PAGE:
Believe me, this is some band (they delivered a tremendous ‘Rock and roll stew” towards the end of the night), they’re well rehearsed and aided by backing vocalists (though they do all get a solo spot) Margo Buchanan, Stevie Lange and Dennis Locorriere (yes Sylvia, that Dennis Locorriere). Bill Wyman occasionally takes a turn on bass and Jon Lord plays organ on and off in the first bit, and for almost all of the last section.

Paul Weller kicks off with ‘Paper sun’ and returns later to sing ‘Here we go round the mulberry bush’ and ‘Pearly Queen’, which you think he might almost have written himself. He’s followed by the grimacing Joe Walsh who sings and plays a very bluesy ‘Living on the outside’ – I’m not sure if the facial distortions are caused by the intensity of his guitar work (which is pretty good) or the obvious difficulties he’s having with the auto-cue, but he continues in the same vein when he returns to sing ‘Forty thousand headmen’ and ‘John Barleycorn’ – an odd choice, but to his obvious delight he delivers the goods. Later, not to be outdone, rock-dinosaur Gary Moore tries to out-grimace Walsh as he plays ….well I couldn’t really tell as it sounded just like every blistering-guitar-riffed Gary Moore song I’ve ever heard. As for the grimacing, I marked it as a draw. Yusuf Islam appeared and sang ‘Man with no country’ (into which he oddly inserts a verse or two sung in Zulu) interlaced with the chorus from his own ‘Wild world’. Towards the end of the night Pete Townshend nearly stole the show with a wonderful solo version of ‘No face, no name, no number’. And despite the ‘no cameras’ rule there’s a (badly made) film of this on youtube, which whilst it captures an amusing exchange with a heckler at the start doesn’t really do Townsend’s performance any justice. It was a wonderful moment.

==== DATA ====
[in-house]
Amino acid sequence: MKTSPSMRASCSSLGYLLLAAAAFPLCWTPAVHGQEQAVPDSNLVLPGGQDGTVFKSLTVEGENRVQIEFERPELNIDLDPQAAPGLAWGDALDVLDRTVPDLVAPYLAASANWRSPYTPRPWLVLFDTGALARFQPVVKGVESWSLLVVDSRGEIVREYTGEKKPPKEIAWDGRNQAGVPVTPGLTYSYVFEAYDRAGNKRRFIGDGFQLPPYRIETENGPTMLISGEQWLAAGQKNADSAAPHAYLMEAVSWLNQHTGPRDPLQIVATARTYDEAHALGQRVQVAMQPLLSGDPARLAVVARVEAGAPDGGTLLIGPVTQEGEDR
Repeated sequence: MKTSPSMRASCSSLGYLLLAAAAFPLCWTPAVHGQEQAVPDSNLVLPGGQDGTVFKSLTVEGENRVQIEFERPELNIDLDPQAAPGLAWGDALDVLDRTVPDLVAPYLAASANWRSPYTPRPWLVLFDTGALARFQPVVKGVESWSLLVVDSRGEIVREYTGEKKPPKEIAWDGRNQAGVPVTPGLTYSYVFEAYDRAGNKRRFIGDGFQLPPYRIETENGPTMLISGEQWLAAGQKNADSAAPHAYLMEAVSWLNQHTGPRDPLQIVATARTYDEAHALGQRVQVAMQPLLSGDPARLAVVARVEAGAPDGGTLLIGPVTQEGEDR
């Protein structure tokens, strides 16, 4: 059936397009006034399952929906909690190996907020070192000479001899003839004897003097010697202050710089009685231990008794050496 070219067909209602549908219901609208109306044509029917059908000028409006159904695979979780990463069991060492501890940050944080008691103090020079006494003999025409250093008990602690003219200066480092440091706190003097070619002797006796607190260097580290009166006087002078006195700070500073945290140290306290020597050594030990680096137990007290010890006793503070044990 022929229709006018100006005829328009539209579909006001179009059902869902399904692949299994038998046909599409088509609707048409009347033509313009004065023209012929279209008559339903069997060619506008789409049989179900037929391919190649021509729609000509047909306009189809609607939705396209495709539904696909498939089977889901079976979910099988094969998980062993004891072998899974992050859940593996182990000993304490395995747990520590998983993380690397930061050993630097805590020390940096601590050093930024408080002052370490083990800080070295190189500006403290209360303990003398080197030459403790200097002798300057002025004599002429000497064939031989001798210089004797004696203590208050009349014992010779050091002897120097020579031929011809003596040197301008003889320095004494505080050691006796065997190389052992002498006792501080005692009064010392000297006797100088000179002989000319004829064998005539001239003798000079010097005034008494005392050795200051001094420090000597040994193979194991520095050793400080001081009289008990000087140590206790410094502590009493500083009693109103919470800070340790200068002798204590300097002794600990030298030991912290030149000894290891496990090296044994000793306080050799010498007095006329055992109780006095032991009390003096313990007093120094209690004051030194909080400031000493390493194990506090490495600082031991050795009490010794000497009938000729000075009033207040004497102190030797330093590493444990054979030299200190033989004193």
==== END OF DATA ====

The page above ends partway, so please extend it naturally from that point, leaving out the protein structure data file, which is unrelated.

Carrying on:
Steve Winwood took the stage with his band to fill the middle section of the evening. Like Capaldi, Winwood’s solo career faltered somewhat after a promising start and he seems to have spent much of the past decade (or more) making the sort of music that they play on American TV as a background to major golf tournaments. Apparently he’s put all of that behind him now and gone back to basics, and if this short set was anything to go by then he’s made the right decision. Sitting at his Hammond B3 he could have passed (from a distance) for a man in his early twenties, and his voice was just superb. He played ‘Rainmaker’, ‘Who knows what tomorrow may bring’, a deeply-grooved ‘Low Spark of high-heeled boys’ (with inspired and delicate guitar work from Jose Nesto) and ‘Light up or leave me alone”, before picking up a Telecaster to deliver a coruscating ‘Dear Mr Fantasy’. And at the end when we had the obligatory ‘”all the performers on stage bit” (well almost all of them) he and Walsh led them through ‘Love will keep us alive’, written by Capaldi for the Eagles.

If there was a degree of self-congratulation (and some obvious deep sighs of relief) on the stage at the end then it was deserved. As I said these things are difficult to pull off, but this one was done with consummate skill. So much so that I can heartily recommend that you buy the DVD when it’s released; you can sit at home and enjoy it after a nice Sunday dinner. - Nick Morgan.